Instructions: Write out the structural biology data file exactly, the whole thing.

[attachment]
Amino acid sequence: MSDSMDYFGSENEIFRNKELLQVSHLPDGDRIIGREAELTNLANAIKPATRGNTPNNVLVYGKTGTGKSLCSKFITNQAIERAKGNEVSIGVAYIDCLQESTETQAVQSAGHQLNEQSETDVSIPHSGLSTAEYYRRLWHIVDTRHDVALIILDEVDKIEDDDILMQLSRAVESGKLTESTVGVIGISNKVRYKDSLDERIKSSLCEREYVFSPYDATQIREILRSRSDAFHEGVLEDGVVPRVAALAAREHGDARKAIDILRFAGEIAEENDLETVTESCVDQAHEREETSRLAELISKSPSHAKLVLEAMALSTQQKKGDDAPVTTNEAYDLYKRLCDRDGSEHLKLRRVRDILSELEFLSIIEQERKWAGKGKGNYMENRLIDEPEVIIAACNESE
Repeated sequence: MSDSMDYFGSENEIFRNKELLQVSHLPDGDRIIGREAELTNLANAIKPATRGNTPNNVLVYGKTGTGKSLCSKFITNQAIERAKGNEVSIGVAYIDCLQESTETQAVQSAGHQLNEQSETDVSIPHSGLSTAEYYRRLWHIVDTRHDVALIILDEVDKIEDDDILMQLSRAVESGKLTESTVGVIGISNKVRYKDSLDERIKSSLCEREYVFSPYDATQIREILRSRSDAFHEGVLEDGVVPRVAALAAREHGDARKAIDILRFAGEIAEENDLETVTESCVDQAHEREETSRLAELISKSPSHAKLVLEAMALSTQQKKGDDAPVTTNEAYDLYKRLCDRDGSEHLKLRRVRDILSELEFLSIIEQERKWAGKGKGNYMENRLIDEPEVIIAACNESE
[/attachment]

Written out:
Amino acid sequence: MSDSMDYFGSENEIFRNKELLQVSHLPDGDRIIGREAELTNLANAIKPATRGNTPNNVLVYGKTGTGKSLCSKFITNQAIERAKGNEVSIGVAYIDCLQESTETQAVQSAGHQLNEQSETDVSIPHSGLSTAEYYRRLWHIVDTRHDVALIILDEVDKIEDDDILMQLSRAVESGKLTESTVGVIGISNKVRYKDSLDERIKSSLCEREYVFSPYDATQIREILRSRSDAFHEGVLEDGVVPRVAALAAREHGDARKAIDILRFAGEIAEENDLETVTESCVDQAHEREETSRLAELISKSPSHAKLVLEAMALSTQQKKGDDAPVTTNEAYDLYKRLCDRDGSEHLKLRRVRDILSELEFLSIIEQERKWAGKGKGNYMENRLIDEPEVIIAACNESE
Repeated sequence: MSDSMDYFGSENEIFRNKELLQVSHLPDGDRIIGREAELTNLANAIKPATRGNTPNNVLVYGKTGTGKSLCSKFITNQAIERAKGNEVSIGVAYIDCLQESTETQAVQSAGHQLNEQSETDVSIPHSGLSTAEYYRRLWHIVDTRHDVALIILDEVDKIEDDDILMQLSRAVESGKLTESTVGVIGISNKVRYKDSLDERIKSSLCEREYVFSPYDATQIREILRSRSDAFHEGVLEDGVVPRVAALAAREHGDARKAIDILRFAGEIAEENDLETVTESCVDQAHEREETSRLAELISKSPSHAKLVLEAMALSTQQKKGDDAPVTTNEAYDLYKRLCDRDGSEHLKLRRVRDILSELEFLSIIEQERKWAGKGKGNYMENRLIDEPEVIIAACNESE